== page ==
“American Power was kind of a lament. It was stressful because of the physical and psychological challenges that the work entailed and the restraints that I faced.”
Mitch Epstein’s American Power, a highly politicized project that investigates the processes surrounding the creation of energy, was (ironically) an exhausting experience for the Massachusetts-born photographer. In an attempt to avoid being one-dimensional, and perhaps maintain his sanity, Epstein chose to pursue his fascination with trees, documenting a multitude of these wooden giants throughout the Five Boroughs in his latest collection, New York Arbor. However, it can be said that New York Arbor, like its predecessor, is illustrative of its own kinetic energy: the power of these deciduous urbanites to speak volumes and tell stories through their mere existence, to serve as humble reminders of New York City’s past, present, and future.
One aspect of Epstein’s work that is immediately evident is the idiosyncratic nature of each tree. These growths succeed in transmitting singular, unrepeatable vibes and characters. It is this uniqueness that is paramount to the power of New York Arbor: the trees are anthropomorphized, because they are in the context of an urban landscape. Isolated, away from a mass of greenery, these trees gain the ability to cast an image all their own. In this manner, they become emblematic of New York City itself, as well. As Epstein puts it, “Along the way I realized the city had a much more diverse range of tree species than I had realized. Many of them were immigrant trees, non-native trees,” trees that, according to New York Arbor’s official site, were brought to America as diplomatic gifts or souvenirs from around the globe. These fragile, yet monumental plants are evocative of New York City’s underpinnings, of the countless immigrants who have constructed a city with such a diverse background.
While Epstein shot New York Arbor throughout the 2011-2012 year, attempting to capture trees during the different seasons and in different lights, I find his wintry photographs to be the most telling and intimate of the compilation. The deciduous trees are seen without foliage and, as I just mentioned, are bare and fragile. When one looks at these, dare I say, candid images, one is imbued with a sense of revelation almost as if one has seen the skeleton or soul of the tree. Epstein’s decision to shoot in black-and-white removes, for those trees that do have their leaves, anything that can distract from the trees’ architecture. The emphasis is placed on the process of shaping. There is an undeniable humanistic quality inherent in New York Arbor.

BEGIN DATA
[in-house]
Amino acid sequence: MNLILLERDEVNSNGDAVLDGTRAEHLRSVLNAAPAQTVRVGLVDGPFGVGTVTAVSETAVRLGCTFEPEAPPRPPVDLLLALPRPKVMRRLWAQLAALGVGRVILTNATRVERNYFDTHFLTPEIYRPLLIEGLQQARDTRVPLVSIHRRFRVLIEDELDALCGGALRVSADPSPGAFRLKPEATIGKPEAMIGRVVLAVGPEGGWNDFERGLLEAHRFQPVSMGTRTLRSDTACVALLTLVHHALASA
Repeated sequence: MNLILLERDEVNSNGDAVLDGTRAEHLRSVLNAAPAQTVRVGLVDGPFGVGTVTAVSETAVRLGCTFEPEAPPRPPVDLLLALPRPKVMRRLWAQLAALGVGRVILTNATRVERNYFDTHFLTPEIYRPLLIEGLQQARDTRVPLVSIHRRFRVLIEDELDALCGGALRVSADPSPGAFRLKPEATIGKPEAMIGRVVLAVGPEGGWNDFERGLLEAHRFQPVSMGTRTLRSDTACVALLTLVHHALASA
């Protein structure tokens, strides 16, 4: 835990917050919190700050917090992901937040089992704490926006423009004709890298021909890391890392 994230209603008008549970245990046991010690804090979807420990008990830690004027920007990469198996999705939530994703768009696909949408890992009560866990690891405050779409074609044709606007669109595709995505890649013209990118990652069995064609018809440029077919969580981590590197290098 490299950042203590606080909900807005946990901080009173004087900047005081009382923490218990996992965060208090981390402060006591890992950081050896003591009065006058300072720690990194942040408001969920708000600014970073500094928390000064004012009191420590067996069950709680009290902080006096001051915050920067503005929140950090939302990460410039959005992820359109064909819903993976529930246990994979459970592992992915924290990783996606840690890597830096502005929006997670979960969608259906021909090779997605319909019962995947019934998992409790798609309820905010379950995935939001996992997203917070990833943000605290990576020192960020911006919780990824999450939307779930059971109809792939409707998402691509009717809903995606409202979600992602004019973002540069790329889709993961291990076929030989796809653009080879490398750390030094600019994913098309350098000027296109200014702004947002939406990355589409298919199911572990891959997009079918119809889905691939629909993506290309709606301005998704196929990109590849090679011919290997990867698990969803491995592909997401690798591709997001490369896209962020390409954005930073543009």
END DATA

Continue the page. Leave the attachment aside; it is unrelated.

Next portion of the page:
New York Arbor’s raison d'être is obviously the trees, yet, Epstein’s work also highlights the relationship they have with the city, noting the push and pull that takes place between a tree and its concrete surroundings. Take for instance, this American Elm Tree located in Brooklyn (above). A cement barrier is required to impede the tree’s downward “progress,” a fruitless attempt to reign in the wooden leviathan’s raw energy, its natural power. However, this image can also be viewed as a study of symbiosis: the city (this time in reference to those who live there) goes to great lengths to ensure survival of the tree. This effort is made in the city’s self-interest, though, for without these trees this metropolis would be zapped of comfort on a very human level, mired in questions of true character. Epstein beautifully captures this sentiment in his description: “The cumulative effect of these photographs is to invert people’s usual view of their city: trees no longer function as background, but instead dominate the human life and architecture around them.”
At the heart of the trees’ power there lies constancy. These growths, having been planted over a century ago and having survived, exist now in a new context. Much of New York Arbor evokes feelings of nostalgia, a reflexive response. The longer one looks at these photos, the more one realizes that these trees will remain long after he/she has passed away. In this fashion, the trees become symbols of the future, too. Constants.
Epstein seems to reference this everlasting power, even if only tangentially: “But then, when I look back I’m struck by the fact that even then [in my youth] I was interested in environmental issues. Thirty-five years later that became a central theme in my work. I find that interesting.”
 Rodiers, “Mitch Epstein.”
 Rodiers, “Mitch Epstein.”
Review by Paul Longo